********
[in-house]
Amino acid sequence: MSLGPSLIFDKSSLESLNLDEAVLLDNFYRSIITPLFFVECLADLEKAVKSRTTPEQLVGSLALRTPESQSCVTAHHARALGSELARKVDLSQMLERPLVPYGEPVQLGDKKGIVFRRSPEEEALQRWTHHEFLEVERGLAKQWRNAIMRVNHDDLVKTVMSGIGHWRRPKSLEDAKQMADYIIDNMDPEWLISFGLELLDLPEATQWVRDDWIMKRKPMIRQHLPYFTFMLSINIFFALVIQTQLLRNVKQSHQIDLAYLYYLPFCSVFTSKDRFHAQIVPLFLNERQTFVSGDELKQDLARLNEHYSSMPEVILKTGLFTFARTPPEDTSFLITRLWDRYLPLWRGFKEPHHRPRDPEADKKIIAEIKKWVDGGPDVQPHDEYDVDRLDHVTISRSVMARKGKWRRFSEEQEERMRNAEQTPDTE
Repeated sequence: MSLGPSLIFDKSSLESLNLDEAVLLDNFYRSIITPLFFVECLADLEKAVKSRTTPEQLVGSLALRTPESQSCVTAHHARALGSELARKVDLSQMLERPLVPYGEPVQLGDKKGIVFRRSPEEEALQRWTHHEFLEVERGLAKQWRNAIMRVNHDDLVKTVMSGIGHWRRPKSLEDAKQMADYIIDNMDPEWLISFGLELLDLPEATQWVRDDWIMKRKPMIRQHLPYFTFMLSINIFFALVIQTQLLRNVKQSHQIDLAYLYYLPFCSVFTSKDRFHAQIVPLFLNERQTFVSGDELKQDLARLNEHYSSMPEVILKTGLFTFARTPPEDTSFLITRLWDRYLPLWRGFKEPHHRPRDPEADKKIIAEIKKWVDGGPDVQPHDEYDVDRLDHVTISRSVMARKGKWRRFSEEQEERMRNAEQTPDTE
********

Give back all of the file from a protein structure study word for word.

[in-house]
Amino acid sequence: MSLGPSLIFDKSSLESLNLDEAVLLDNFYRSIITPLFFVECLADLEKAVKSRTTPEQLVGSLALRTPESQSCVTAHHARALGSELARKVDLSQMLERPLVPYGEPVQLGDKKGIVFRRSPEEEALQRWTHHEFLEVERGLAKQWRNAIMRVNHDDLVKTVMSGIGHWRRPKSLEDAKQMADYIIDNMDPEWLISFGLELLDLPEATQWVRDDWIMKRKPMIRQHLPYFTFMLSINIFFALVIQTQLLRNVKQSHQIDLAYLYYLPFCSVFTSKDRFHAQIVPLFLNERQTFVSGDELKQDLARLNEHYSSMPEVILKTGLFTFARTPPEDTSFLITRLWDRYLPLWRGFKEPHHRPRDPEADKKIIAEIKKWVDGGPDVQPHDEYDVDRLDHVTISRSVMARKGKWRRFSEEQEERMRNAEQTPDTE
Repeated sequence: MSLGPSLIFDKSSLESLNLDEAVLLDNFYRSIITPLFFVECLADLEKAVKSRTTPEQLVGSLALRTPESQSCVTAHHARALGSELARKVDLSQMLERPLVPYGEPVQLGDKKGIVFRRSPEEEALQRWTHHEFLEVERGLAKQWRNAIMRVNHDDLVKTVMSGIGHWRRPKSLEDAKQMADYIIDNMDPEWLISFGLELLDLPEATQWVRDDWIMKRKPMIRQHLPYFTFMLSINIFFALVIQTQLLRNVKQSHQIDLAYLYYLPFCSVFTSKDRFHAQIVPLFLNERQTFVSGDELKQDLARLNEHYSSMPEVILKTGLFTFARTPPEDTSFLITRLWDRYLPLWRGFKEPHHRPRDPEADKKIIAEIKKWVDGGPDVQPHDEYDVDRLDHVTISRSVMARKGKWRRFSEEQEERMRNAEQTPDTE